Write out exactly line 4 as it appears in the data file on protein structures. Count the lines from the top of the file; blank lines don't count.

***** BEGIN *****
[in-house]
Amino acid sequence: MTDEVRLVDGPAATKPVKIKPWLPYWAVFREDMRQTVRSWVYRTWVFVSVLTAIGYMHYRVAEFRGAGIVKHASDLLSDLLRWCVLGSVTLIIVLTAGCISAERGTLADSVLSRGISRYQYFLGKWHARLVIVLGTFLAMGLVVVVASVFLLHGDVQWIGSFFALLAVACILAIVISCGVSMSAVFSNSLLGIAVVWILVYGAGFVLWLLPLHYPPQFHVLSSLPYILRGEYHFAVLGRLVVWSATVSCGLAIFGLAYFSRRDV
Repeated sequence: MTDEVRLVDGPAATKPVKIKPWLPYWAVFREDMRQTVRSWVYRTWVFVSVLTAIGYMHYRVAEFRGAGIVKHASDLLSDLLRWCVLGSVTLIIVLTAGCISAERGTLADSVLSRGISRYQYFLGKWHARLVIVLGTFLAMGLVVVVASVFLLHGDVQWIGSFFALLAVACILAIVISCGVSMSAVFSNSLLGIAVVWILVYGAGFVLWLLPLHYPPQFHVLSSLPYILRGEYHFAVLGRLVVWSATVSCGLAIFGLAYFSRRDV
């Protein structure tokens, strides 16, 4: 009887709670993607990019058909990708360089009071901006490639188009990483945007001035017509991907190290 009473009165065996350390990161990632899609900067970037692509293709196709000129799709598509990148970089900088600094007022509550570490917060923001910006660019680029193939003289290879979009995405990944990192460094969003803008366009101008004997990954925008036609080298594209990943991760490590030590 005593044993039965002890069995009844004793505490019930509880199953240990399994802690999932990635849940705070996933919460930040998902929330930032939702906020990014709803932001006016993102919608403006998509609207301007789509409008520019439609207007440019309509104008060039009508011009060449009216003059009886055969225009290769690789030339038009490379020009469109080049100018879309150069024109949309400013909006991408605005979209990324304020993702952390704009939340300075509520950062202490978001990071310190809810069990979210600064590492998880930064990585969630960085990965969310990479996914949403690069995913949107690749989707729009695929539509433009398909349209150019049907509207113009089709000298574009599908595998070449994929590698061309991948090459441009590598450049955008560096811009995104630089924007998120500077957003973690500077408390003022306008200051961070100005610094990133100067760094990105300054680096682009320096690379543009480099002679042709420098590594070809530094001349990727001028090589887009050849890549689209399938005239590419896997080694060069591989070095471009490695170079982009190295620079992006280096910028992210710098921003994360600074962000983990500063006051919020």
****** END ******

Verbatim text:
């Protein structure tokens, strides 16, 4: 009887709670993607990019058909990708360089009071901006490639188009990483945007001035017509991907190290 009473009165065996350390990161990632899609900067970037692509293709196709000129799709598509990148970089900088600094007022509550570490917060923001910006660019680029193939003289290879979009995405990944990192460094969003803008366009101008004997990954925008036609080298594209990943991760490590030590 005593044993039965002890069995009844004793505490019930509880199953240990399994802690999932990635849940705070996933919460930040998902929330930032939702906020990014709803932001006016993102919608403006998509609207301007789509409008520019439609207007440019309509104008060039009508011009060449009216003059009886055969225009290769690789030339038009490379020009469109080049100018879309150069024109949309400013909006991408605005979209990324304020993702952390704009939340300075509520950062202490978001990071310190809810069990979210600064590492998880930064990585969630960085990965969310990479996914949403690069995913949107690749989707729009695929539509433009398909349209150019049907509207113009089709000298574009599908595998070449994929590698061309991948090459441009590598450049955008560096811009995104630089924007998120500077957003973690500077408390003022306008200051961070100005610094990133100067760094990105300054680096682009320096690379543009480099002679042709420098590594070809530094001349990727001028090589887009050849890549689209399938005239590419896997080694060069591989070095471009490695170079982009190295620079992006280096910028992210710098921003994360600074962000983990500063006051919020």